But as the jolt went through the car he was on, T-Junior fell forward and froze, hugging at the pile of loose coal, his face rigid with fright. When the train then jolted forward in the same manner and began to roll, the two boys ran along side of it shouting for him to jump but they were soon left behind out of breath.

     As he felt the coal car began to shake and vibrate beneath him, T-Junior stiffened and held on tighter. Fear that he would fall off and be cut in half caused him to break into a high pitched whine yelling for his mother: “Mommee! Mommee! Help mee!” But no one heard him, least of all his mother, who was at home preparing to cook supper.

When the train picked up more speed, he could no longer endure the rim of the car biting into his burning knees and he began to slowly slide one leg up and place the toe of his shoe where his knee had been. As he brought his other leg up he began to slide off the side of the hump he was clinging to and into the valley between it and the adjacent hump landing spread eagle on his stomach. He wiggled to get himself as deep as possible into the loose coal, digging in with his hands and feet. He closed his eyes to keep the black dust out. Then he heard the train whistle blow a thousand yards ahead as it passed the last crossing out of town. The sound renewed his initial shock and he began bawling with all the breath that was in him. There was no hope of anyone seeing or hearing him now.

     As the train sped out into the countryside on a roadbed carved from the base of steep hillsides, it followed the meandering course of the river through a narrow valley headed north. T-Junior shivered as a cold wind swept across his back. He kept his eyes tightly shut and gritted his teeth against the screeching of the axels and the loud clacks of the big iron wheel passing over the joints in the tracks. After some time had passed, he heard the whistle blow up the line and knew the train must be coming to a crossing somewhere. He ventured to raise his head and open his eyes. It was almost dusk dark now. He could see the skeleton-like winter trees that lined the riverbank and the murky river itself. Across the river in the distance he could see car lights moving along the highway. He watched them until the cold wind caused his eyes to fill with tears and coal dust. Laying his head back against the coal, the thought that he was going to die caused him to gulp quick deep breaths of air, as the rumbling train carried him father and farther away from home.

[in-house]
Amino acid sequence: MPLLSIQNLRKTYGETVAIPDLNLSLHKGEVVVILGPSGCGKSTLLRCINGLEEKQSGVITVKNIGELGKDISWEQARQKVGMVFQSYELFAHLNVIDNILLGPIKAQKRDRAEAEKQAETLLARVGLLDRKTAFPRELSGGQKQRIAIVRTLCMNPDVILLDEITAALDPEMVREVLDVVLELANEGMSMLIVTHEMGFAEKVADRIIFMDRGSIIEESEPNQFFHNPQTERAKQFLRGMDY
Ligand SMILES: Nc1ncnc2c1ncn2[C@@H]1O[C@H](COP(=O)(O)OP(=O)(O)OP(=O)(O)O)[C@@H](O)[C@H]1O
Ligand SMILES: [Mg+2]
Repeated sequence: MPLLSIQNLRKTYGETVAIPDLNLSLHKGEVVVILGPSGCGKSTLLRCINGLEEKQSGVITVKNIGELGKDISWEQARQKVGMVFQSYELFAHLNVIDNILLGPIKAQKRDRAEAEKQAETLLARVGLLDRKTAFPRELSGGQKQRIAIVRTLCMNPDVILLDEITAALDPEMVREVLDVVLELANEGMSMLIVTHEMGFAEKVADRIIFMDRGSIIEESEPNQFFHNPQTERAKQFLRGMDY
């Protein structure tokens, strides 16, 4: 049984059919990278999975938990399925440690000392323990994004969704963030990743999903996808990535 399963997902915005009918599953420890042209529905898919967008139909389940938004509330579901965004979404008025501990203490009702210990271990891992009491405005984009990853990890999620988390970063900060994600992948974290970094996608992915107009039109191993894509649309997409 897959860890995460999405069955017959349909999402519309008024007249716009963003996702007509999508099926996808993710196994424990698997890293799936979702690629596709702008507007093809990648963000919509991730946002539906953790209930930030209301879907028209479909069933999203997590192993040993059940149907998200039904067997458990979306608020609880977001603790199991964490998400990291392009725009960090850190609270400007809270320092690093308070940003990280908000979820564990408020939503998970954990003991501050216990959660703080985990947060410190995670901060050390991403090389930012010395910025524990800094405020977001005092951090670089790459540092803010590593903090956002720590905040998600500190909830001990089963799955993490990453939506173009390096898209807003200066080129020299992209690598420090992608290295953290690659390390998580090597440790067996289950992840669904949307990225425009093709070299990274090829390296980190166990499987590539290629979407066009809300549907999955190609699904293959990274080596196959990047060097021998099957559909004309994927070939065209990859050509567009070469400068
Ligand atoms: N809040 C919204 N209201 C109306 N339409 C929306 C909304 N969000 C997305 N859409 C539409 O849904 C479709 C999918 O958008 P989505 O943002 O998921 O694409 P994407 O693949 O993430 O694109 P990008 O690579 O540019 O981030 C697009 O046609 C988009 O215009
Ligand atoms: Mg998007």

“You’re still not on top, T,” one of his companions hollered. “You’re just hanging on the ladder.”